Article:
As Denis Lacorne makes his way around the United States to discuss his new book Religion in America: A Political History (Bostonians: You’ll have two chances to see him today!), we decided to post an excerpt from Tony Judt’s foreword to the book (you can the read it in its entirety here):
In his latest book, Religion in America: A Political History, Lacorne does more than just offer an overview of the place of religious practice and religious conflict in the making of America (though he does this in a way that American students and general readers will find extremely helpful); he integrates his story into another story, that of the French fascination with America and the insights and misunderstandings to which it has led. He observes that even the earliest commentators, men like Jean de Crèvecœur, were disposed to conflate the Puritan and republican strands in colonial political culture—whereas, as Lacorne demonstrates, these were juxtaposed and often contradictory elements that surfaced at different occasions and create not so much a complexity of American roots as a tension between alternative models for the good society.
These tensions run through American history, and the contradictions they pose to observers are well illustrated in the work of both the greatest commentators—Tocqueville, most obviously—and the most superficial. Nor do the tensions run conveniently along political lines. The populist tradition that fed into the modern Democratic Party was at least as religious as the more conventionally Protestant Republican heritage: the defense of dissenting Baptists or persecuted Catholics could take radical and oppositional form to the power structure of a republic run by and for a small commercial elite. Indeed, the emphasis on the separation of church and state long favored minority religions frightened at the prospect of their suppression at the hands of the dominant mainstream heritage of the Episcopalians.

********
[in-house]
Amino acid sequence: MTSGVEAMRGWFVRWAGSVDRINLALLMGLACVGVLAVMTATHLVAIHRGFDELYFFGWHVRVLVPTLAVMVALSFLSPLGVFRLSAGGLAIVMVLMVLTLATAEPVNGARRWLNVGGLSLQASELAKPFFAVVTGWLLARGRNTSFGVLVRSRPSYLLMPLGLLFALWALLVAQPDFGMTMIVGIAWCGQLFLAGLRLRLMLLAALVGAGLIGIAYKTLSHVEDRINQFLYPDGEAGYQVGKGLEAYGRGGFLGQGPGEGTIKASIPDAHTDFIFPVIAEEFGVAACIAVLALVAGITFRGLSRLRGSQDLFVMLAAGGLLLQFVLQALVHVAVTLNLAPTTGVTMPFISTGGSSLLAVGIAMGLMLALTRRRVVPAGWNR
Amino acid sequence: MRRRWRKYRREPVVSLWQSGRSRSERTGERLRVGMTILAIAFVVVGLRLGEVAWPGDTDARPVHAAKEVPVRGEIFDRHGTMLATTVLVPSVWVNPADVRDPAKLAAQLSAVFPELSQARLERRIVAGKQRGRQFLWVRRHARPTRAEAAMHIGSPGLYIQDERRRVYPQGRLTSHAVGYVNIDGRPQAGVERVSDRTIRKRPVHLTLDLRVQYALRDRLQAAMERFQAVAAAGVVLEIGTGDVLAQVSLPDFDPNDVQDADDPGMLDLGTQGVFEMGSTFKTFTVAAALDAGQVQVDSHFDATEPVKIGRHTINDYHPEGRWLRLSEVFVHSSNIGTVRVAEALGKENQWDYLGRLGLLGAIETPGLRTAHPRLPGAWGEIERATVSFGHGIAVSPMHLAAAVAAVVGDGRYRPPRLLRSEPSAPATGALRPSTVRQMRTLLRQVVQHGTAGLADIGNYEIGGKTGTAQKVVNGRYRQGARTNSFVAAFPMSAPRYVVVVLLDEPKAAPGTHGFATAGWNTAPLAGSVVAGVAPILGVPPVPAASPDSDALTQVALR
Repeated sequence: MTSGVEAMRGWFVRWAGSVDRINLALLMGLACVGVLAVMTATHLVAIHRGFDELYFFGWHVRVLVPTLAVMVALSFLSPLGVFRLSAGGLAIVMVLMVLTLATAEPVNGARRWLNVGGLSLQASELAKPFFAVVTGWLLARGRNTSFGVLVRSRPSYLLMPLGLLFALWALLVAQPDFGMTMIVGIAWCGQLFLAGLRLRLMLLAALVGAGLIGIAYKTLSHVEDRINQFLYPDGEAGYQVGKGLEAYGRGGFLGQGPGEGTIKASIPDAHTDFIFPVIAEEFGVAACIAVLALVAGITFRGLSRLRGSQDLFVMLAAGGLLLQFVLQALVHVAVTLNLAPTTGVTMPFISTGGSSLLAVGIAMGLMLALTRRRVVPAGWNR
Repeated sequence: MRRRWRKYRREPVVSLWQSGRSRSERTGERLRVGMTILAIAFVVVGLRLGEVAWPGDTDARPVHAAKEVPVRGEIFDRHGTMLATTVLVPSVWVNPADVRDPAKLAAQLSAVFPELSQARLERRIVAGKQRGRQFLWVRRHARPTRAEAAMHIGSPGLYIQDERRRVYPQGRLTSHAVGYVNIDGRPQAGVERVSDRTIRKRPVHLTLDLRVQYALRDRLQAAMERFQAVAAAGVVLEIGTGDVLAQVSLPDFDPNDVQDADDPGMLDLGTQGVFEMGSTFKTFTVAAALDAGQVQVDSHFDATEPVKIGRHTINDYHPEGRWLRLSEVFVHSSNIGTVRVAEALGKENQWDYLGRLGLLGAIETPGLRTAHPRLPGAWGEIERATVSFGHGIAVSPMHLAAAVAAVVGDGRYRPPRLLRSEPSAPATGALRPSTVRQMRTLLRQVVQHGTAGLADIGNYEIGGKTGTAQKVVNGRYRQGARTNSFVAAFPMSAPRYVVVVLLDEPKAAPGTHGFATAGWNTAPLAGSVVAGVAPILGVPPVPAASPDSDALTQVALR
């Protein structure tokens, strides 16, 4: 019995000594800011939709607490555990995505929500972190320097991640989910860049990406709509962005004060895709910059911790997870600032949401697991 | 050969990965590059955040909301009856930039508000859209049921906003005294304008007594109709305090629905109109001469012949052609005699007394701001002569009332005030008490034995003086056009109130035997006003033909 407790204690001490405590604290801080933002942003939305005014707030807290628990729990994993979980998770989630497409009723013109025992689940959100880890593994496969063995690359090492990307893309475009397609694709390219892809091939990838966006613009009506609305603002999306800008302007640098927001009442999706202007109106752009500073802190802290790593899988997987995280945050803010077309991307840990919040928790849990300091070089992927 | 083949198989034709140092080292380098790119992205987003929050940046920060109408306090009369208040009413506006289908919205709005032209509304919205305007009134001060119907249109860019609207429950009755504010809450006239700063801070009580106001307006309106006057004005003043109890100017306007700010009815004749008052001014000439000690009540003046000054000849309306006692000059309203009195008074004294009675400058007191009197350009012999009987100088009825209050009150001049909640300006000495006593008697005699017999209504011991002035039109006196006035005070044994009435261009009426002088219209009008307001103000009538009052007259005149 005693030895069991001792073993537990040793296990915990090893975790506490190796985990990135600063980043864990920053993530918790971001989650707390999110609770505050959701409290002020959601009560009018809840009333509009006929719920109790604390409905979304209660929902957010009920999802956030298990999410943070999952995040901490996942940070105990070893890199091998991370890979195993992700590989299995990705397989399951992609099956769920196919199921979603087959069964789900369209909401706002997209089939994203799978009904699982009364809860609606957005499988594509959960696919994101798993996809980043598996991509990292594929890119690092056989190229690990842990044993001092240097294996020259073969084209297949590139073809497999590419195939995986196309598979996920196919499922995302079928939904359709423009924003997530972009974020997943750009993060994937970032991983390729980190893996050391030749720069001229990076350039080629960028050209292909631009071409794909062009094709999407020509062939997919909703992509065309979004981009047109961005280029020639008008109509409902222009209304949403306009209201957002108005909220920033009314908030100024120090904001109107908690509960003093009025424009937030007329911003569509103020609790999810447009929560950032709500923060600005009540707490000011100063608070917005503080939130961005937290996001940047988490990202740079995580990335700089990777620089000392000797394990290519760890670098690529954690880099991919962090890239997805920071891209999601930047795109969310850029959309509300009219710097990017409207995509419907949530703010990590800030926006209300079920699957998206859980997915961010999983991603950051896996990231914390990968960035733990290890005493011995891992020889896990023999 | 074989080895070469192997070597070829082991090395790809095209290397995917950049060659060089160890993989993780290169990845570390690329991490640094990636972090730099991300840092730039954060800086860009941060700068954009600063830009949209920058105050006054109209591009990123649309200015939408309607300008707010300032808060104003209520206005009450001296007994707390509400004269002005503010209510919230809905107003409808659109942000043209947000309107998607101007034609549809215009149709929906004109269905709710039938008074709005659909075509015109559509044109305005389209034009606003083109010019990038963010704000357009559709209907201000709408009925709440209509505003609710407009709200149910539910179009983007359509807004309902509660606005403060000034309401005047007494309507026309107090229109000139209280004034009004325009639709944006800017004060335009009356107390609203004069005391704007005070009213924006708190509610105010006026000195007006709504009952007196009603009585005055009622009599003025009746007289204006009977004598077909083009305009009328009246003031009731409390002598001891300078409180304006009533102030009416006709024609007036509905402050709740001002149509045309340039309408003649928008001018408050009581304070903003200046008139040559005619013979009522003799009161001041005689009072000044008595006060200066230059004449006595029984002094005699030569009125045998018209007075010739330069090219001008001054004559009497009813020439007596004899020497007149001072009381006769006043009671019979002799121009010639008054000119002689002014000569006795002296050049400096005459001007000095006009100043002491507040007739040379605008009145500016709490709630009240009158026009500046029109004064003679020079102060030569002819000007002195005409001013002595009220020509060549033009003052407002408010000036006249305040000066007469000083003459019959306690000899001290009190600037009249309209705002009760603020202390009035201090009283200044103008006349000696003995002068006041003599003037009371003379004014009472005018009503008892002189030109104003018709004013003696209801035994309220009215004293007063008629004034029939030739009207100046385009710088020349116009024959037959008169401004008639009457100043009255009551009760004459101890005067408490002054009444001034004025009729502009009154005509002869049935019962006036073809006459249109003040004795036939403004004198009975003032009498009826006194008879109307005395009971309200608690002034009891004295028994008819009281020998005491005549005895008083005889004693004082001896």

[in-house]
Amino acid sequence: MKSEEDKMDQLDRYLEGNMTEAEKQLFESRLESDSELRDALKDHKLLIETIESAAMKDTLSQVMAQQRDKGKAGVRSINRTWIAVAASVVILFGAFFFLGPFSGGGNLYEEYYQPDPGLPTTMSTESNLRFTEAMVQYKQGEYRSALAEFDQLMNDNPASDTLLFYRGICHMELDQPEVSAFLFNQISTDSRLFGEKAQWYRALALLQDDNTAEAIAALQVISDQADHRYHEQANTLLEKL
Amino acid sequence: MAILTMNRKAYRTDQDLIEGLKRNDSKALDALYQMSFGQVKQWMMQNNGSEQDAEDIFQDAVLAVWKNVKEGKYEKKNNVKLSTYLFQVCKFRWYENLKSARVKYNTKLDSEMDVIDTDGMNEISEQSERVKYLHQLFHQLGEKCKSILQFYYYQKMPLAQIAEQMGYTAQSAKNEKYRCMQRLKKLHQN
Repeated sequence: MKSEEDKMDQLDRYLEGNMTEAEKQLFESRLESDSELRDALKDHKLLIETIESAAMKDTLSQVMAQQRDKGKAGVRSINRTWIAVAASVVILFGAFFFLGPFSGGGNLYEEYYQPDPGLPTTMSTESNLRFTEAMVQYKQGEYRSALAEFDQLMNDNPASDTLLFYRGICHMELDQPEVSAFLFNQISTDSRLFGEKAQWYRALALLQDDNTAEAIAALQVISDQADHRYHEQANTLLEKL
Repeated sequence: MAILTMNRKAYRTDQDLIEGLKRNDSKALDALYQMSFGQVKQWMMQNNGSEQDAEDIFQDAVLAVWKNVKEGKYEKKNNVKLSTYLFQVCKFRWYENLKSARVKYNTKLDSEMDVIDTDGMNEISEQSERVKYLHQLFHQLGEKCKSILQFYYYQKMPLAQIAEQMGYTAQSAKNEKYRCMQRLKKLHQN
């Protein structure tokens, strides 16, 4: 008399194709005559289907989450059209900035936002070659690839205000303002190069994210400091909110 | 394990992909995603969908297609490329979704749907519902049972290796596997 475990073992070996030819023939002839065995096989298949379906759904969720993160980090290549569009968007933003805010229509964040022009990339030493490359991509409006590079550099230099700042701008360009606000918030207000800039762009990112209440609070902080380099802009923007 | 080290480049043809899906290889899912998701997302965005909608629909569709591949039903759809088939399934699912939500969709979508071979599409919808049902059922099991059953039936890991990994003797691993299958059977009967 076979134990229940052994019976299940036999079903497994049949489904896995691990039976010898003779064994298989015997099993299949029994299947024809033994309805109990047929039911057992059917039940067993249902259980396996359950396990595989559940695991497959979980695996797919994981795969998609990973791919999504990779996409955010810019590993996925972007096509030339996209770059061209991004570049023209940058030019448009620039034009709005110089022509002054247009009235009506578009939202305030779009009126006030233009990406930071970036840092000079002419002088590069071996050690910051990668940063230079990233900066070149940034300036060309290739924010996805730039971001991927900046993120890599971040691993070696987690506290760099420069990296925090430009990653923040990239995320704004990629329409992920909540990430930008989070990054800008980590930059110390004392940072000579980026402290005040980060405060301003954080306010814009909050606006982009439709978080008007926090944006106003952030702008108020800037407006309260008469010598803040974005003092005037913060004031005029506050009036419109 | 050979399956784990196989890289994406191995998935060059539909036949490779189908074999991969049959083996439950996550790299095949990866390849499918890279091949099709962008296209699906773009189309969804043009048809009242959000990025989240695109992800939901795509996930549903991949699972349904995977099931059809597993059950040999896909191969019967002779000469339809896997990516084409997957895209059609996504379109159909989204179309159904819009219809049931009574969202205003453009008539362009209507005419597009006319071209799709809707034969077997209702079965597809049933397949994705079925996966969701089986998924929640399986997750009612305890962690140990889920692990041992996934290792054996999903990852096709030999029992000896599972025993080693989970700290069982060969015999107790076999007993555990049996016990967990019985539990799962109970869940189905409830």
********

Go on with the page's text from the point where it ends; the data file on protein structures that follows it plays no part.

Conversely, the established elite—having no need of religion to support their authority from the late nineteenth century onward—were quite content to see religion retreat to the private sphere, but took great care to emphasize the need to keep all forms of faith and practice equally clear of public favor. From the point of view of the foreigner, and particularly the French observer with a Cartesian preference for rigorous logic and sustained categories, the periodic resurfacing of these issues in the form of juridical revision of the interpretation of the First Amendment was a source of confusion: surely these things had been settled once and for all in 1789?
But the fungibility of American public affairs, and the shifting sentiments brought about by war and fears of war, have reintroduced God into American politics in ways that confuse foreigners. Here in America we now sign off our coins, our pledges of allegiance, and even our public speeches with invocations of God. Americans today believe in their God (and very often the Devil) to an extent that others find mysterious. Indeed, in these respects the United States has more in common with Islamic or Hindu societies than it does with the rest of the “de-Christianized” West. There are churches everywhere in America and they are full.